*May include Christmas Craft Fairs, politics, goodies and fun.

Urbanite – This South Asian-infused evening will feature live music and video performance, collaborative storytelling and of course some custom cocktails and seasonal drafts served up by Canoe Brewpub. FRIDAY 8-11pm at the Art Gallery of Greater Victoria (1040 Moss). $13/$11 AGGV members. 250-384-4171.

TEDX – 14 speakers with ideas worth spreading, three live performances, and interactive media exhibitions. SATURDAY 9am-6pm at the Victoria Conference Center (720 Douglas). $50.

Greek Christmas Bake Sale and Snack Bar – Featuring delicious home-made Greek desserts and pastries associated with the Xmas season. Souvlaki, Gyros, spanakopita, other delicacies and freshly made loukoumades will be available at the Snack Bar. All proceeds support of the Victoria and Vancouver Island Greek Community Society cultural programs and for charity purposes. SATURDAY 10am-5pm at the Greek Community Centre (4648 Elk Lake Drive). Free. 250-479-9391,

Scandinavian Craft Fair – Crafts, baking, jewellry, Norwegian sweaters and more. SATURDAY 10am-4pm at Norway House (1110 Hillside). Free. 250-598-2603.

Goward House Society Craft Fair – Find the handcrafted presents your loved ones adore. Tea room open. SATURDAY 10am-4pm at Goward House (2495 Arbutus). $2. 250-477-4401,

Victoria Downtown Farmers’ Market – Farm tables loaded with the best locally produced meat, cheese, bread, ice cream, honey, produce, sprouts, jams, mushrooms, salt, preserves and more. SATURDAY 11am-3pm at Market Square. Free.

Rally for Political Reform – Find out what’s wrong with our political system and how to fix it. Listen to great speakers, Dr. Budd Hall, Dr. Janni, Ken Wu, and others. Presented by the People’s Assembly of Victoria. SATURDAY noon at Centennial Square. Free.

Crystal Singers’ Holiday Shopping Fair – With Partylite, Epicure, Jockey, Guatemalan Scarves, Arbonne, Avon, Universal Books, Tupperware, Silpada and Nelia C. Caye Jewellery and more. SATURDAY 1-3pm at St. Peter’s Church (3939 St. Peters St.). Free. 250-727-3538,

Christmas Bazaar & Tea  – Featuring Crafts, Books, White Elephant, Jewelry and More. Proceeds support the Victoria Cat Rescue Corps’ Spay & Neuter fund. SATURDAY 1-4pm at Knox Presbyterian Church (2964 Richmond Rd). Free. 250-656-1100,

Nautical Wreath Workshop – Give this Christmas a nautical flare with your very own nautical wreath. Please bring any other decorations you may wish to add and a good pair of gloves. We recommend thick gardening gloves. Materials provided.  Registration required. FRIDAY-SUNDAY & Nov. 26-27 1-5pm at the Maritime Museum of BC (28 Bastion Square). $29. 250- 385-4222 ext. 113,

Not enough? Email (SUBJECT: MYSTERY!) to win our ever-popular mystery prize! Tickets? Books? Fairy dust and magic? Enter to find out.

Ugliness Overcome: Blackout Beach’s Fuck Death ((or, “An Ode to the Overwhelming Weight Wikipedia Inflicts on Our Futile Internet Generation in D#,”) or, “Dusk Only Ends with a Plosive; Dawn Arrives in a Similar, Tentative Manner”))

15 11 2011

When are we going to realize that in Carey Mercer, North America has her sole living and deeply gasping genius?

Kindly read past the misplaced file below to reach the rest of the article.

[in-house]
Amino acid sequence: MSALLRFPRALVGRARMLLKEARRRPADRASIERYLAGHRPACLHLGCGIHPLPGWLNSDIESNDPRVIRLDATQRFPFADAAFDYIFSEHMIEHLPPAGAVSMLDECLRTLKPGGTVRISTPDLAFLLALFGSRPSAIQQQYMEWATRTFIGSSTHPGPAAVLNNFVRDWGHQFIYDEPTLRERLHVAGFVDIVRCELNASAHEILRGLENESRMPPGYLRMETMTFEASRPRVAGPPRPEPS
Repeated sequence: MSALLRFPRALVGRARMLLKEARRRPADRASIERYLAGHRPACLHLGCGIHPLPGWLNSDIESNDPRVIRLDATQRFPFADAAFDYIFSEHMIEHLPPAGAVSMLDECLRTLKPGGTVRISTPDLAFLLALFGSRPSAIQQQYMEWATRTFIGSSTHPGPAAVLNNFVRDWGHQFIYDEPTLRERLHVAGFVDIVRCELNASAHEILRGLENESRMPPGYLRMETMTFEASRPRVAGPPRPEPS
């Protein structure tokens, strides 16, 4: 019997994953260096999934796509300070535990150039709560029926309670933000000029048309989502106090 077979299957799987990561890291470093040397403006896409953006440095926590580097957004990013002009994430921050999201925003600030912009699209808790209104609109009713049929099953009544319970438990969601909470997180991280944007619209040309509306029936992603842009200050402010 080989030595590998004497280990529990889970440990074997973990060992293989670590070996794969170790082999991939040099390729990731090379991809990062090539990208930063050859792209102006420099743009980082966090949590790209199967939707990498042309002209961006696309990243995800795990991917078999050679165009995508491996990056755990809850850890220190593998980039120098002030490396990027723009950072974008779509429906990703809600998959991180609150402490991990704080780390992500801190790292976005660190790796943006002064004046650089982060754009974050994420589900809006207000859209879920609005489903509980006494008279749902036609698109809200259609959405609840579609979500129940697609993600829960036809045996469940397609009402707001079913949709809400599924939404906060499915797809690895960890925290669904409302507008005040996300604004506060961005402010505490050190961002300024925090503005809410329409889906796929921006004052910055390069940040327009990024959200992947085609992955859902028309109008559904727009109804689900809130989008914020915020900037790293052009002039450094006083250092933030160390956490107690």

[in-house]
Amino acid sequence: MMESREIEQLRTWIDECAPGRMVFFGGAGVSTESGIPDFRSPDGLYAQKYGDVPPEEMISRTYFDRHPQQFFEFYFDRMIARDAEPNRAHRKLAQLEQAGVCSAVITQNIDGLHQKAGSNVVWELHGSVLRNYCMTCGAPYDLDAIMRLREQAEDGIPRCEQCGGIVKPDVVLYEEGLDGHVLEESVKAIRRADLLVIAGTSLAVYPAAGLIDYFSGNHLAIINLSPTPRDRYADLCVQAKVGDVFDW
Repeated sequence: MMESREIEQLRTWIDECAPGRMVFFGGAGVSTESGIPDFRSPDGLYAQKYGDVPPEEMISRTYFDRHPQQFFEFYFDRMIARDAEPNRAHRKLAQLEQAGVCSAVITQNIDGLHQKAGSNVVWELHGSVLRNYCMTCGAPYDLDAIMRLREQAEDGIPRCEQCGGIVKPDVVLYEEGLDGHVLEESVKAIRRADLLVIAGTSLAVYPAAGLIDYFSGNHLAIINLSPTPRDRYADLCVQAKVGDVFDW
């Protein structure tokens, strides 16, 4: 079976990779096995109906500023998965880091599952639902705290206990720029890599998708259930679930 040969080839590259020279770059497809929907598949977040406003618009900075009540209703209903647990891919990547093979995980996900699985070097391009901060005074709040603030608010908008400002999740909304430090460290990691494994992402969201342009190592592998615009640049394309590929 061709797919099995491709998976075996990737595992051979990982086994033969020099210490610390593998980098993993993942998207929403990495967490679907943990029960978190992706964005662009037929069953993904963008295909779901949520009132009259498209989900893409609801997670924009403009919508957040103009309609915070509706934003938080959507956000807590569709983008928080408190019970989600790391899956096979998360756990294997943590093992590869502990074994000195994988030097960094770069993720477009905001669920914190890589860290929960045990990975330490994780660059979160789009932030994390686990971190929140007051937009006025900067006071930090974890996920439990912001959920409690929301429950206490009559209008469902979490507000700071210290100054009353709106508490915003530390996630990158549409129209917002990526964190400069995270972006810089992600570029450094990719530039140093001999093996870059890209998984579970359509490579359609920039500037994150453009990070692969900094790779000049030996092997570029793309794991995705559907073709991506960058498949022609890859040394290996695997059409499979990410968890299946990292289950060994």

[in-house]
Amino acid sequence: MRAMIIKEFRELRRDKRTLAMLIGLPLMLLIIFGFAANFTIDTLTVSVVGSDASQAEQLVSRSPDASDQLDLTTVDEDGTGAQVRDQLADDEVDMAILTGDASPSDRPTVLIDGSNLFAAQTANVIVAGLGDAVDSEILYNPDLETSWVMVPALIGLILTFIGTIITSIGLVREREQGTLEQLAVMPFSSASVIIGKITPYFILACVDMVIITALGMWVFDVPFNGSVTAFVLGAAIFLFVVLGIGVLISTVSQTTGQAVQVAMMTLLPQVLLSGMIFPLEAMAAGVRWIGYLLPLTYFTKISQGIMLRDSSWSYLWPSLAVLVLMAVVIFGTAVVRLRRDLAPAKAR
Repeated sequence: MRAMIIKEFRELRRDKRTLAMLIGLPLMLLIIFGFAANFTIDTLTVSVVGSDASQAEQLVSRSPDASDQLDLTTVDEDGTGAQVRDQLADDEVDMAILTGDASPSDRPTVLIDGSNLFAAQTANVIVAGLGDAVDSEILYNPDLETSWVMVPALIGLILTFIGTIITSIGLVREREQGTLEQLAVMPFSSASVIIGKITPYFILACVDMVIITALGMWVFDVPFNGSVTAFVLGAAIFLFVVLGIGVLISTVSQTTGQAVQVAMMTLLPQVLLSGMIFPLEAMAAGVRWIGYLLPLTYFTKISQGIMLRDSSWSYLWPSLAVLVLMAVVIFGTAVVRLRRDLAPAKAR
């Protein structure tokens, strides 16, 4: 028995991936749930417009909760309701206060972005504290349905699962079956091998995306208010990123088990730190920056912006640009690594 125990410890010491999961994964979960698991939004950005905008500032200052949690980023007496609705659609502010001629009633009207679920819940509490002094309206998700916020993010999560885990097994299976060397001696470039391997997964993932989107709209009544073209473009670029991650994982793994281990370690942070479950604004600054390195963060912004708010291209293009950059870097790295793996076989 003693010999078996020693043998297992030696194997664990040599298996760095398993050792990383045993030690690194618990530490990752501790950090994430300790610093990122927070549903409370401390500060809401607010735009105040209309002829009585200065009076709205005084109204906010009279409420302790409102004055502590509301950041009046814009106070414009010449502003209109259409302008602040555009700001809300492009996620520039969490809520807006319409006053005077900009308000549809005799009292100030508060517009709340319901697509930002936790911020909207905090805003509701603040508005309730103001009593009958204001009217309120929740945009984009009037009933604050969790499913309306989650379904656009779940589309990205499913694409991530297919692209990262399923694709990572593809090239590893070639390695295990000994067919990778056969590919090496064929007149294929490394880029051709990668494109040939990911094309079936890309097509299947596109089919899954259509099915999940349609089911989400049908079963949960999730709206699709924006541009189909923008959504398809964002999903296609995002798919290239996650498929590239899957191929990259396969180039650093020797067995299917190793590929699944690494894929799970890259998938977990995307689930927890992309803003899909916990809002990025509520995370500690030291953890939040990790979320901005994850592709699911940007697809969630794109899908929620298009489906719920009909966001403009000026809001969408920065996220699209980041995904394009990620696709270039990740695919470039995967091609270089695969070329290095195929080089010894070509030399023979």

“Genius” is not a word this reviewer uses casually.  In fact, I would probably only bestow the adjective upon two artists of the last fifty years or so.  First (and only because I use chronology as my guide): David Foster Wallace, author of Infinite Jest and more recently, the tragically posthumous Pale King.   Wallace took his own life in 2008; accordingly, Mercer’s genius is of a solitary vintage.

If Fuck Death, which will be set loose tomorrow via Dead Oceans, is any indication, genius is happier alone.  Mercer’s new album burns brilliant in front of the pale dross our society promulgates at a rate most terrifyingFuck Death is the work of a very lonesome and tortured human being; the results are painfully superhuman.

Now in recent years, Mercer has handcrafted some mighty large boots to fill.  Arriving hot on the heels (pun intended) of two masterpieces (Paul’s Tomb, A Triumph and Skin of Evil) which were released under the respective monikers of Frog Eyes and Blackout Beach, Fuck Death forces a privy, fortunate few to wait, breath baited, in line (undoubtedly alone) in front of record store’s familiar glass door to pick up a double gate-fold (we can only hope) pressing of Mercer’s most recent release; this is an album which won’t disappoint even the most dedicated fan in the slightest, I can assure you.

Fuck Death is at once a testament to beauty and to ugliness; its ambiguity guides a fortunate listener’s open ear into a wholly other realm—we are confronted with the divine as we listen, and we’re probably surprised by what we see.  Sure we see Beauty, but mostly we bear witness to a whole mess of ugliness.

Upon being subject to many-a-listen of Fuck Death, my wife said something to the effect of “that guitar – it reminds me of so many mosquitoes”.

I have come to agree, be it begrudgingly (we are married, after all).  There is undoubtedly an element of ugliness on Fuck Death; in fact there are several.  But this immaculately informed rendering of the underbelly of the aesthetic world would, quite simply, be impossible if not for Mercer’s equally familiarity of beauty, which is so obviously (in a most subtle way) evident on the record.